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Educating with the hands: working on the body/self in Alexander Technique

Tarr, Jennifer (2011) Educating with the hands: working on the body/self in Alexander Technique. Sociology of Health and Illness, 33 (2). pp. 252-265. ISSN 0141-9889

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Identification Number: 10.1111/j.1467-9566.2010.01283.x


Traditionally, forms of body work such as Alexander Technique have been excluded from mainstream biomedicine and healthcare, despite attempts by practitioners to have the work accepted within the medical community. Using data from a UK-based study of Alexander Technique which combined participant observation, interviews with 17 teachers and pupils, and analysis of historical texts, this article examines the relationship of the Alexander Technique to the field of healthcare, looking at its embodied practices, and contrasting these with the discourses in which it is framed. Applying Foucault's concept of 'techniques of the self', the article examines Alexander Technique's physical practices as a form of embodied knowledge, and goes on to look at its use of particular ideas about nature and evolution as guiding authorities, its emphasis on holism through its conception of the 'self', and how it has been positioned in relation to biomedical approaches. The article argues that while the embodied practice of Alexander Technique has much to offer to mainstream healthcare, the discourses and knowledge systems in which it is embedded make it unlikely to receive mainstream medical acceptance.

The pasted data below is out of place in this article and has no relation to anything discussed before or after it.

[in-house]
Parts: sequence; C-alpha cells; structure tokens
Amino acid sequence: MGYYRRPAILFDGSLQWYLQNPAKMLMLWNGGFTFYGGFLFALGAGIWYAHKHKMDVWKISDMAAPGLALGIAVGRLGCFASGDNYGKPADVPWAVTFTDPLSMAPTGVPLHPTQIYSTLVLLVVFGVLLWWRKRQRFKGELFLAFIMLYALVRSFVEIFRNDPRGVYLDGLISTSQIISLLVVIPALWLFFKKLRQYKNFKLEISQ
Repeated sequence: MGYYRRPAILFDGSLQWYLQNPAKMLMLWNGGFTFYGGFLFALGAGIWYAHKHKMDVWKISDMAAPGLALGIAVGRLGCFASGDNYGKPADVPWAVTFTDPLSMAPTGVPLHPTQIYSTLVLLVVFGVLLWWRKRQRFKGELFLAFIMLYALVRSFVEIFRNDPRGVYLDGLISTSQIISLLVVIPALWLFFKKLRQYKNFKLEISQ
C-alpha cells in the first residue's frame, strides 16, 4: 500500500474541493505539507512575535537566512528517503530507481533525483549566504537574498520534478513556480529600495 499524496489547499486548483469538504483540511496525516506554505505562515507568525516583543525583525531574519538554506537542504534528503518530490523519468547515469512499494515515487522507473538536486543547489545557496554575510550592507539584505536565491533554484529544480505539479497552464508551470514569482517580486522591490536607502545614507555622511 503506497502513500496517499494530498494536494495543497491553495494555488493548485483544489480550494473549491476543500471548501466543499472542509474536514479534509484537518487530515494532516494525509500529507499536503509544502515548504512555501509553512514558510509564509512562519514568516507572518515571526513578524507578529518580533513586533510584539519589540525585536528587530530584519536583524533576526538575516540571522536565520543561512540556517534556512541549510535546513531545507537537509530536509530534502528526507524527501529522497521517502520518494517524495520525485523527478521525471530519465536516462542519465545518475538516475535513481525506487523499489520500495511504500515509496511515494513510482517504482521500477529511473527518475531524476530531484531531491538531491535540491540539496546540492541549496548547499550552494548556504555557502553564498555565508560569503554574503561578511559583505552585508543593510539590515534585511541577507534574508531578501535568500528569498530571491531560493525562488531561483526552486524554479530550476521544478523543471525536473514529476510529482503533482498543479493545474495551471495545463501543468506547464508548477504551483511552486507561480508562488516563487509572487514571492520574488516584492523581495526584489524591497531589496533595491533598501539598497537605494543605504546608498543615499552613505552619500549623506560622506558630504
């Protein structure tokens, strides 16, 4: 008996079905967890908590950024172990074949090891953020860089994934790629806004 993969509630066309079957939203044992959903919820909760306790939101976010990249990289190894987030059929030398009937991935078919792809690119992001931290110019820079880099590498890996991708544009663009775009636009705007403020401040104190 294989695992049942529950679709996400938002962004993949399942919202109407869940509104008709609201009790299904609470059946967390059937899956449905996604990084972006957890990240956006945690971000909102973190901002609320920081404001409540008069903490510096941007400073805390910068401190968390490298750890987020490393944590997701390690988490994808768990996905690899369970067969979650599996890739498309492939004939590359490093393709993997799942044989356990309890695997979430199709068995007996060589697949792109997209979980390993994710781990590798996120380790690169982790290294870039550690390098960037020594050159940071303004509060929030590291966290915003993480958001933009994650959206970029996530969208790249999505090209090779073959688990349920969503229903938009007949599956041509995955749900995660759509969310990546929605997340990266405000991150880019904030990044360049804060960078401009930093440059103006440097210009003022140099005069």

Item Type: Article
Official URL:
Additional Information: © 2010 The Author. Sociology of Health & Illness © 2010 Foundation for the Sociology of Health & Illness/Blackwell Publishing Ltd.
Divisions: Methodology
Subjects: B Philosophy. Psychology. Religion > BF Psychology
R Medicine > RZ Other systems of medicine
Date Deposited: 30 Mar 2011 11:33
Last Modified: 20 Aug 2021 02:57

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